Ewen Spencer is a photographer based in Brighton, coincidentally. I have studied his work a lot and is a main focus i always try to include in any project i am given as his photography, i feel, is really unique and personal to him, which i think is most important for fashion photography itself. His most famous project, UKG – studies the subculture of youth, specifically the garage music scene. His photography is most significant to me as it reflects realism, and really manages to outline feelings and expressions through use of such little objective. The lustful atmosphere that he exposes in each photograph shows real passion to the music, fashion and obviously one another – an all over positivitiy to a culture that is down-trodden on.
One of my absolute favourite brands have managed to pull together a collection of crazy pattern and surreal nostalgia to their designs for their 2017, couture. I feel so lucky to have come across this collection, the relevance to it not only within my next steps for this project but to my own lifestyle is immense! They have really thought carefully about the designs, and have managed to make the reflection upon ’90’s rave culture’ subtle and more like a memorable attraction to your past (and maybe regrettable) choices! You can see the influence from the music scene through expression of accessories and careful styling opportunities such as the 90s, child’s wallpaper inspired look upon the statement, block coloured hats and shoes. This look has made me acknowledge the massive connection between music and fashion and how each matter keeps one another evolving, so I now know where my final outcome will lead too – music industry development through the world of fashion.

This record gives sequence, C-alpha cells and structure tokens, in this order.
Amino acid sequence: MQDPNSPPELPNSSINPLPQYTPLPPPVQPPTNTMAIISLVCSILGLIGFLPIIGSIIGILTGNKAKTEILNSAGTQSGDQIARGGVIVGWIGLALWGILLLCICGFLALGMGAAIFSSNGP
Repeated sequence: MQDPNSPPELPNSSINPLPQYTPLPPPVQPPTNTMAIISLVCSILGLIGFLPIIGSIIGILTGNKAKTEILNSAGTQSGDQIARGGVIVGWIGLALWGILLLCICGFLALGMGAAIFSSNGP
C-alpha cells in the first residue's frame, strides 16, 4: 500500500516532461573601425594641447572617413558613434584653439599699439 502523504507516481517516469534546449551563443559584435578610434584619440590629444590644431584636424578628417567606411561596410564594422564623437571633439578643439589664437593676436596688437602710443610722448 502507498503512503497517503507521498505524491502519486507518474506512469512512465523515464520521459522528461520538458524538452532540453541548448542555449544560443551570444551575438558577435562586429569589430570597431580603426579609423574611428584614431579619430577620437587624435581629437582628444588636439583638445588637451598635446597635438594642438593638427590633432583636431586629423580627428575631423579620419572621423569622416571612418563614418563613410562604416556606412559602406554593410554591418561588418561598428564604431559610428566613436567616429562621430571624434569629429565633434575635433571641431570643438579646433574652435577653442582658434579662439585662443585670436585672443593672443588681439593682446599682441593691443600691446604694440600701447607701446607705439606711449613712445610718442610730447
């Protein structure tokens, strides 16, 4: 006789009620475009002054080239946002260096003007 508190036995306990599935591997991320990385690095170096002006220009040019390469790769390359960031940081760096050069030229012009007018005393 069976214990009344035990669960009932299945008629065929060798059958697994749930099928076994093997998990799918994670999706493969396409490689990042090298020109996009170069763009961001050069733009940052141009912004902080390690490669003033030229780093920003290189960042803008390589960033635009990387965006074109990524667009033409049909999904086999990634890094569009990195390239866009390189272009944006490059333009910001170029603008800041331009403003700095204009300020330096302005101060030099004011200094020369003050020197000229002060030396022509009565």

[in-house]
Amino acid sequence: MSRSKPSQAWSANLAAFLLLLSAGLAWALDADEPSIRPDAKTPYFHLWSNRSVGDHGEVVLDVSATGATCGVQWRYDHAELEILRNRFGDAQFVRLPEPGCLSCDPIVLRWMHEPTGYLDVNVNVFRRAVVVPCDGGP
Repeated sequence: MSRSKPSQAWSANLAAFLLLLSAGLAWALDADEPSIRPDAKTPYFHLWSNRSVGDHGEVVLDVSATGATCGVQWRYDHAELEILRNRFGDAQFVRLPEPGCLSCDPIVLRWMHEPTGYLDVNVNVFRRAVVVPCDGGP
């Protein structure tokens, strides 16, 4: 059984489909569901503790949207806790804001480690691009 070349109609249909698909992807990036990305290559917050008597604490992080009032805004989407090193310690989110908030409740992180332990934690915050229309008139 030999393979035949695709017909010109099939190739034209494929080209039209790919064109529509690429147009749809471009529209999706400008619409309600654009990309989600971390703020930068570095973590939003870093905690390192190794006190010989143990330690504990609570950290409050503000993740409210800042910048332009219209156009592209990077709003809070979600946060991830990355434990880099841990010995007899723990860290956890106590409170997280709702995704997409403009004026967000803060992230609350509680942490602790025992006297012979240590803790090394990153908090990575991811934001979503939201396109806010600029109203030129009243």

So, clashing designs and cultured patterns have always been a major theme in my wardrobe, especially in the warmer and sunnier seasons, so this workshop has really stood out for me as a key starting point for my next, partnered project. I thought I should look into possible designers who are unique and have a specific way of clashing the clothing so somehow, the outfit still looks effective and definitely purchasable.
Designers I came across were:
- Todd Oldham
- Miu Miu
- Moschino; specifically early 90s – early 2000’s (obviously)
- Vintage Versace
- Vivienne Westwood
- Alexander McQueen
I class a good “clash” to be anything from the colours, patterns and even possible embroidery / gems within the clothing, even as broad as the shaped holes made in some clothing designers. Its something that only certain people have the eye for, and I feel is maybe the hardest element of becoming a stylist – as the appearance is meant to be noticeable, yet seriously not over the top.
These are just a few examples of my final outcomes, unedited of course. Using various angles, which we didn’t get to see from the original designers – but we knew as a pair that outlining unique shapes and unusual poses, the images would be successful. As a pair, we are really proud of the outcomes. The clothing I had found all in my wardrobe so luckily, we were straight away motivated to start the shoot with a clear idea of the look we wanted. To improve this, I thought we could use some kind of backdrop from a Raf Simons shoot to project behind the model, and another improvement being – maybe showing the clothes in a different way, not just sitting on the body, perhaps hanging of the head or a shirt being worn on the foot.